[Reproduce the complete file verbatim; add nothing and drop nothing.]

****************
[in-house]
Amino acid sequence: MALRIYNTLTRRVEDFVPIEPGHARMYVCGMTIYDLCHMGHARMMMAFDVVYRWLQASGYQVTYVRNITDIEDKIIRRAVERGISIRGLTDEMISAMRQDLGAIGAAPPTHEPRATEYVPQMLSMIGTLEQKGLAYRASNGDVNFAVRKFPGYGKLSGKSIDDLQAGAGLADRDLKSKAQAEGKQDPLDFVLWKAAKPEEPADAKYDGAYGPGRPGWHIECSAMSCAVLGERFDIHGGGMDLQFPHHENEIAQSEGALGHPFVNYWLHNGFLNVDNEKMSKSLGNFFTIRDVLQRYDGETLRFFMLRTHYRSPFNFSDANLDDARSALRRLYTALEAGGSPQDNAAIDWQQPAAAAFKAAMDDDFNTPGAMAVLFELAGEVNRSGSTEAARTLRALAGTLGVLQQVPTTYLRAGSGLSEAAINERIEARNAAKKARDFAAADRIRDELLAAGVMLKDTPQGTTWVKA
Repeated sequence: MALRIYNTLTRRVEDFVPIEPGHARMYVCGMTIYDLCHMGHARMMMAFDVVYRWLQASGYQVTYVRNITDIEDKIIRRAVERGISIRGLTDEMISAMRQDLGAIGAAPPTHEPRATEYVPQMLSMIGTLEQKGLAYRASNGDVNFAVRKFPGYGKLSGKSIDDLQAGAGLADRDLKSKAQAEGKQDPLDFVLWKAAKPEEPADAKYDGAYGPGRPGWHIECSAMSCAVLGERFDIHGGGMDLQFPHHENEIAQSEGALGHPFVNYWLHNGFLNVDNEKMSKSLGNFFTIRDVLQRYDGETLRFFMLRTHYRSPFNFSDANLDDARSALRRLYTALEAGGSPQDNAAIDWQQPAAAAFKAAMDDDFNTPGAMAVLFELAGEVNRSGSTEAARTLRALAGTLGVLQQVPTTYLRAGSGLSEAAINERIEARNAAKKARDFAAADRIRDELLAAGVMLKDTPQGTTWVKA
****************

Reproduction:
[in-house]
Amino acid sequence: MALRIYNTLTRRVEDFVPIEPGHARMYVCGMTIYDLCHMGHARMMMAFDVVYRWLQASGYQVTYVRNITDIEDKIIRRAVERGISIRGLTDEMISAMRQDLGAIGAAPPTHEPRATEYVPQMLSMIGTLEQKGLAYRASNGDVNFAVRKFPGYGKLSGKSIDDLQAGAGLADRDLKSKAQAEGKQDPLDFVLWKAAKPEEPADAKYDGAYGPGRPGWHIECSAMSCAVLGERFDIHGGGMDLQFPHHENEIAQSEGALGHPFVNYWLHNGFLNVDNEKMSKSLGNFFTIRDVLQRYDGETLRFFMLRTHYRSPFNFSDANLDDARSALRRLYTALEAGGSPQDNAAIDWQQPAAAAFKAAMDDDFNTPGAMAVLFELAGEVNRSGSTEAARTLRALAGTLGVLQQVPTTYLRAGSGLSEAAINERIEARNAAKKARDFAAADRIRDELLAAGVMLKDTPQGTTWVKA
Repeated sequence: MALRIYNTLTRRVEDFVPIEPGHARMYVCGMTIYDLCHMGHARMMMAFDVVYRWLQASGYQVTYVRNITDIEDKIIRRAVERGISIRGLTDEMISAMRQDLGAIGAAPPTHEPRATEYVPQMLSMIGTLEQKGLAYRASNGDVNFAVRKFPGYGKLSGKSIDDLQAGAGLADRDLKSKAQAEGKQDPLDFVLWKAAKPEEPADAKYDGAYGPGRPGWHIECSAMSCAVLGERFDIHGGGMDLQFPHHENEIAQSEGALGHPFVNYWLHNGFLNVDNEKMSKSLGNFFTIRDVLQRYDGETLRFFMLRTHYRSPFNFSDANLDDARSALRRLYTALEAGGSPQDNAAIDWQQPAAAAFKAAMDDDFNTPGAMAVLFELAGEVNRSGSTEAARTLRALAGTLGVLQQVPTTYLRAGSGLSEAAINERIEARNAAKKARDFAAADRIRDELLAAGVMLKDTPQGTTWVKA